In order to properly examine Lord Bute’s contributions to Welsh nationalism, I corresponded briefly with Bute’s biographer, Rosemary Hannah, interviewed the curator of Cardiff Castle and began hunting through archives in Cardiff, Cambridge, Aberystwyth, London, and the Bute family seat at Mount Stuart. Luckily, there was a wealth of primary source documents preserving Bute’s statements and opinions on Scottish and Welsh nationalism. My research took a little over a year and involved support from some excellent mentors at BYU and at Cambridge University.
In 1886, the Liberal Party leader, William Gladstone, launched his campaign with a platform that emphasized Scottish, Welsh, and Irish nationalism. The Irish Question, whether or not Ireland should be granted Home Rule, dominated British politics in the late nineteenth century. Gladstone’s 1886 platform tried to raise the floundering Liberal Party’s popularity by tying them to nationalist appeals in Scotland, Ireland, and Wales. Until Gladstone’s campaign, many late-nineteenth-century Scottish and Welsh nationalists could find common ground with Conservatives, Liberals, and even radicals.2 Unfortunately, Gladstone’s divisive rhetoric polarized the Scottish and Welsh Home Rule Movements. However, diehard Conservative romantic nationalists, like Lord Bute, continued to contribute to organizations like the Scottish Home Rule Association, write pamphlets in support of Home Rule, and promote cultural events that celebrated Scottish and Welsh language and cultural identity. Romantic nationalism was useful because it could transcend party boundaries only by emphasizing cultural preservation and heritage.
Lord Bute’s papers provided a fascinating window into Scottish and Welsh Home Rule movements. Like many of his fellow Conservative nationalists, Lord Bute realized that the status quo was untenable and that some systemic changes might be able to preserve the Empire. Lord Bute proposed that England, Scotland, Wales, and the White Dominions (Canada, Australia, New Zealand, and South Africa) be granted Home Rule over local affairs. Bute then suggested that the British Parliament be turned into an Imperial Parliament that included delegates from the local Parliaments and the Peerage. The local governments would handle national affairs and have semi-autonomous status. The Imperial Parliament would coordinate foreign policy, trade, and other more globalized topics. Lord Bute believed that such a system would preserve the Empire and also benefit local populations and cultures.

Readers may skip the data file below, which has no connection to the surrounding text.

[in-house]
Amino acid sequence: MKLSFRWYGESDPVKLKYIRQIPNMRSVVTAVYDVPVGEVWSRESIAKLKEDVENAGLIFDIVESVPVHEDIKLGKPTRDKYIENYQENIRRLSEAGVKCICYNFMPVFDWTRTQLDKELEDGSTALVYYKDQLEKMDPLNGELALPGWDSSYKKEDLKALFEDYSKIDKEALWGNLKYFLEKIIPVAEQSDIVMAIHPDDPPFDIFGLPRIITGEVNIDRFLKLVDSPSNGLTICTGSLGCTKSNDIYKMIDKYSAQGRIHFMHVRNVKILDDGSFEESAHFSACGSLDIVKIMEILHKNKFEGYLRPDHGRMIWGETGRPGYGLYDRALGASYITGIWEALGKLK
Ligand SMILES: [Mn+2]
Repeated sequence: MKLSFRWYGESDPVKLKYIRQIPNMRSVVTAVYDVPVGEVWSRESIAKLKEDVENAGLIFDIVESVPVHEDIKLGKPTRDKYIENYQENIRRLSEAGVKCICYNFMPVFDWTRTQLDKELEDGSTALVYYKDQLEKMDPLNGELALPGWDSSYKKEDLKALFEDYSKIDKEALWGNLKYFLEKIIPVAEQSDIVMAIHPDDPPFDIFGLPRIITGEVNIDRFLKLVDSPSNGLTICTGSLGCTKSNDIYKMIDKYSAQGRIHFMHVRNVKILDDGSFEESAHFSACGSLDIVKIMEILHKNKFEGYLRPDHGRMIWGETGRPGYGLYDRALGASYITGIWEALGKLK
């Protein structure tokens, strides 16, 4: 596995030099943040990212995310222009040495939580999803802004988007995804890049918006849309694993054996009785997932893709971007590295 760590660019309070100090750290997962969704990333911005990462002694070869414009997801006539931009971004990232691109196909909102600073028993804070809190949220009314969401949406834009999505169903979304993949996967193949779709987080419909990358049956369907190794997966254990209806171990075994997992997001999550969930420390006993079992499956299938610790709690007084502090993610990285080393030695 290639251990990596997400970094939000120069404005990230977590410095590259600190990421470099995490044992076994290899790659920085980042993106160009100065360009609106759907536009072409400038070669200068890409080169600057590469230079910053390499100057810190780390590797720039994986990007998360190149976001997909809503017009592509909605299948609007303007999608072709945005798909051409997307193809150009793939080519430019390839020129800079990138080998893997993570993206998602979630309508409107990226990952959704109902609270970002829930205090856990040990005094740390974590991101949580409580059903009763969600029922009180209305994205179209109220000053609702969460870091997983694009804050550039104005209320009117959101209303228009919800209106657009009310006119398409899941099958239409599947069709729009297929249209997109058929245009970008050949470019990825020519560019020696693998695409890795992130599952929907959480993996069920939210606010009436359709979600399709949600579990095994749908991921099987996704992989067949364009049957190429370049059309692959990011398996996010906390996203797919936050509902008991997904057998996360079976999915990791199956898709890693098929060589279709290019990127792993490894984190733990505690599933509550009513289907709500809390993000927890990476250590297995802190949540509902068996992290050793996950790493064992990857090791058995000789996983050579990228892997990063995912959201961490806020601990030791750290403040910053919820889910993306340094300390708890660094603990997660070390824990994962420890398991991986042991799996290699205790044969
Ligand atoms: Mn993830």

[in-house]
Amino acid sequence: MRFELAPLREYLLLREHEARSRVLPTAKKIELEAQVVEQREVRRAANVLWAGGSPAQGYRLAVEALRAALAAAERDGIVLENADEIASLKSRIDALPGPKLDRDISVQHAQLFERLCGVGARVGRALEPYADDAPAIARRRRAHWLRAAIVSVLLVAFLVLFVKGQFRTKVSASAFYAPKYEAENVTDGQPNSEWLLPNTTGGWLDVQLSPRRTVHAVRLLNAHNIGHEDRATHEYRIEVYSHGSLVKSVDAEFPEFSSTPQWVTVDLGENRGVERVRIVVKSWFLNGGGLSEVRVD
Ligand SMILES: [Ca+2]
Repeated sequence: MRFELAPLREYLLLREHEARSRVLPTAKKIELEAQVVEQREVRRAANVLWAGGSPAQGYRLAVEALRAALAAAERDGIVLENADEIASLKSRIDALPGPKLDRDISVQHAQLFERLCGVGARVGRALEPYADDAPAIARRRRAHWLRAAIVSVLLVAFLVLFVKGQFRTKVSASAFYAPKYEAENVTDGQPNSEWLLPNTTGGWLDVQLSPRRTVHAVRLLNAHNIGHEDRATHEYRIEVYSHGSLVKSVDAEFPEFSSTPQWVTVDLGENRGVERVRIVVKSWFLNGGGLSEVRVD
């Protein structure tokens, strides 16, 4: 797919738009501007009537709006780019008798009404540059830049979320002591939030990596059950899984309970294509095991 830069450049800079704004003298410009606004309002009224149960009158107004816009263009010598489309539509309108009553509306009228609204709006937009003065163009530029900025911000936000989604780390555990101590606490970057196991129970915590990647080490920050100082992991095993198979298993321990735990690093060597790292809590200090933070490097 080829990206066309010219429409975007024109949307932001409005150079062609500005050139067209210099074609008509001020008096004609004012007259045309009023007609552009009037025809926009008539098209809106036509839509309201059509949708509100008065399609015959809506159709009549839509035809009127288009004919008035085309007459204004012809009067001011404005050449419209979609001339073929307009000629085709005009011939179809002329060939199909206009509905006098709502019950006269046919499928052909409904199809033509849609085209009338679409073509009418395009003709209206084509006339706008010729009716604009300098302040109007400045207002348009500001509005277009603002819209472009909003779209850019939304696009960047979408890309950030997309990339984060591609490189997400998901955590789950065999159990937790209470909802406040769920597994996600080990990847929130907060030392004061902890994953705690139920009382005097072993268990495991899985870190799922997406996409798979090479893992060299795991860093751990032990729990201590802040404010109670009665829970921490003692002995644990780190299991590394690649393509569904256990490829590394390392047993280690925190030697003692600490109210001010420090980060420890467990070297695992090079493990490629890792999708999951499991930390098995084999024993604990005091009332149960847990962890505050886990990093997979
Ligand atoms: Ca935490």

Lord Bute’s proposals were not accepted by his own party nor were they seriously discussed by any official political organization. In 1922 the Statute of Westminster granted autonomy and political independence to the White Dominions. After the decolonization of the mid-twentieth century, the British Empire ceased to exist.
- NLW A6/19 “Address of Lord Bute.” Western Mail, August 7 1883.
- Lloyd-Jones, Naomi. “Liberalism, Scottish Nationalism and the Home Rule Crisis, c. 1886-93.” English Historical Review (2014) doj: 10.1093/her/ceu209. First published online: August 2014.